Have you ever considered making your own Designers Series Paper? When doing this, you can be as fussy or as simple as you'd like in your design.
For my card, I chose to go fairly simple, in that I used just one flower design to cover the entire piece of paper. I then used my Stampin' Blends to color in the flowers.
I used my piece of "Designer Series Paper" in a single card. But, it would be cool if you made a complete 8 1/2" x 11" piece of cardstock into your very own DSP, then use it for a One Sheet Wonder project. Click on the link for a sampling of these sorts of projects I found on Pinterest. In a future post, I will feature cards I made with this technique, although I used actual Designer Series Paper for ming.
Back to my card, when you are stamping a fairly large image -- these flowers measure about 1 1/2" in diameter -- start with the first image somewhere near the center. From there you can work outwards. In this way, it is easy to get the images fairly close together and not get to a point where you have to try to squeeze in one more. Never works.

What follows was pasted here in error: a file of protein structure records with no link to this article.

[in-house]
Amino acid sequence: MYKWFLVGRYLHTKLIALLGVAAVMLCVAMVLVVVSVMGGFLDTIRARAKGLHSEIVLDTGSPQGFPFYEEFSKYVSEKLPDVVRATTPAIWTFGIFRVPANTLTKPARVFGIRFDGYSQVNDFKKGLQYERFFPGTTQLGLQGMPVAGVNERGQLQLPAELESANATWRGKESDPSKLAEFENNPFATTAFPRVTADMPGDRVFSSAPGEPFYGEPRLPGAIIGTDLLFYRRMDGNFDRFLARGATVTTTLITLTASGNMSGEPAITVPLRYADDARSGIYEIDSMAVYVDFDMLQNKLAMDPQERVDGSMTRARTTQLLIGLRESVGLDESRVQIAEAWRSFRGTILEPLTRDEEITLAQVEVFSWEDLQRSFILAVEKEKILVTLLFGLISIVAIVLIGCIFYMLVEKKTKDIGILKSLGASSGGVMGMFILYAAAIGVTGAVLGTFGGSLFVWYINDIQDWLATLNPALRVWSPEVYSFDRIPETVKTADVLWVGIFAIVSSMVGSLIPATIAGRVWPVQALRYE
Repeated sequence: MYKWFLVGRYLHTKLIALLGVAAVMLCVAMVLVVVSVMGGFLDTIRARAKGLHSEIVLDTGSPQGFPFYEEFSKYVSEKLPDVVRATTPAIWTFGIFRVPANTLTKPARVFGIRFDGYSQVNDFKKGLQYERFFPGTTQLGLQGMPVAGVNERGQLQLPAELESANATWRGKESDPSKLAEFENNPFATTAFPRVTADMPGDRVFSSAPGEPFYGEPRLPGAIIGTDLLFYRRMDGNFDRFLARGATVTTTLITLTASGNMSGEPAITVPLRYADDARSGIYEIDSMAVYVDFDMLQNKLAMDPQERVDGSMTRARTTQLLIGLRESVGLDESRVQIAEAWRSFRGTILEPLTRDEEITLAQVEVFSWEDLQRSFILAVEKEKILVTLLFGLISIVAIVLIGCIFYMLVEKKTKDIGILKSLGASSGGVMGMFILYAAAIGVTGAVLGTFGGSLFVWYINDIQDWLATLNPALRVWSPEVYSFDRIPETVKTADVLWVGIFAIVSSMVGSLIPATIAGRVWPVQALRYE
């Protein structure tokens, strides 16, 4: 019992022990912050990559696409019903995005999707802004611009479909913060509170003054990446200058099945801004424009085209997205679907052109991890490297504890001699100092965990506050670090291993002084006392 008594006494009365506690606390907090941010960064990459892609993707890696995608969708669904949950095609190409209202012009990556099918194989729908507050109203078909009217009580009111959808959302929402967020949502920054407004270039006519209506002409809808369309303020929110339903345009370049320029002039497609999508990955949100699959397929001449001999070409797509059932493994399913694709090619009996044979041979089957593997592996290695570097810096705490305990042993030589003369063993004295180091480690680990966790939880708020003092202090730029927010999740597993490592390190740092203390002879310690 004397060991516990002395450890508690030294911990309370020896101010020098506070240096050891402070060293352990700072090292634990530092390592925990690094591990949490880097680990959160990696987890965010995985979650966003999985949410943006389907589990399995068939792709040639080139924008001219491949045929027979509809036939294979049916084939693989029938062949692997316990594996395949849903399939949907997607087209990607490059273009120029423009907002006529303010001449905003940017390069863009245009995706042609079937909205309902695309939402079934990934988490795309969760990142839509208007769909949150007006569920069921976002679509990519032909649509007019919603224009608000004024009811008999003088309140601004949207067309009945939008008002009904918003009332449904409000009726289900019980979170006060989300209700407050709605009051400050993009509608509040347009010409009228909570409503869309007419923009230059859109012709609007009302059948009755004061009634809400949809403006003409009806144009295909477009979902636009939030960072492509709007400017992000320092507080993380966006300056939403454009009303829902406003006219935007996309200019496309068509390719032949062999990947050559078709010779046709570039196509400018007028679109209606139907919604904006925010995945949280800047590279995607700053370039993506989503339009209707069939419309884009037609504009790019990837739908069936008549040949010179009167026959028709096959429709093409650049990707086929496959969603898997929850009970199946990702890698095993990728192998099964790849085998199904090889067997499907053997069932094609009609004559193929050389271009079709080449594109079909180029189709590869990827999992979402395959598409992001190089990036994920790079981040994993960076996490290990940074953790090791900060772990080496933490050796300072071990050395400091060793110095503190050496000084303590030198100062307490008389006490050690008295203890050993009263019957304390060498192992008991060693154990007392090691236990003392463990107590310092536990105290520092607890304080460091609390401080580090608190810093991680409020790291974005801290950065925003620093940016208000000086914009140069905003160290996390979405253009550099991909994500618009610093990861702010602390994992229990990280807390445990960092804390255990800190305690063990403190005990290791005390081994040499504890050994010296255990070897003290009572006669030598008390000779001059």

For my DSP, I used Light and Dark Rococo Rose and Dark Mango Melody Stampin' Blends to color in the flowers. Then, I colored in the entire background in the Light Soft Seafoam Stampin' Blend. Obviously, I started with white cardstock.
You are probably wondering why I didn't just stamp right onto Soft Seafoam cardstock, rather than taking the time to color in an entire background. Well, think how different the colors of my flowers would be if they were being colored onto a light green cardstock. Pretty muted and not at all true.
I did mount my colored piece onto a Soft Seafoam card base. See how nicely it matches with my colored in background? One of the great things about Stampin' Up! Their color coordination.
Because I used black ink, Memento Tuxedo Black, to stamp my flowers, I wanted to bring the black in a little bit more. So, not only did I stamp my sentiment in black ink, I also matted my label -- cut with Ornate Frames dies -- with black cardstock. That adds a nice balance, and gives it a bit more punch.
A closeup view of my faux Designer Series Paper:
Next time you're in the mood for a little coloring project, why not try to make your own DSP to use as the background for a card? You will get a totally unique card for your efforts.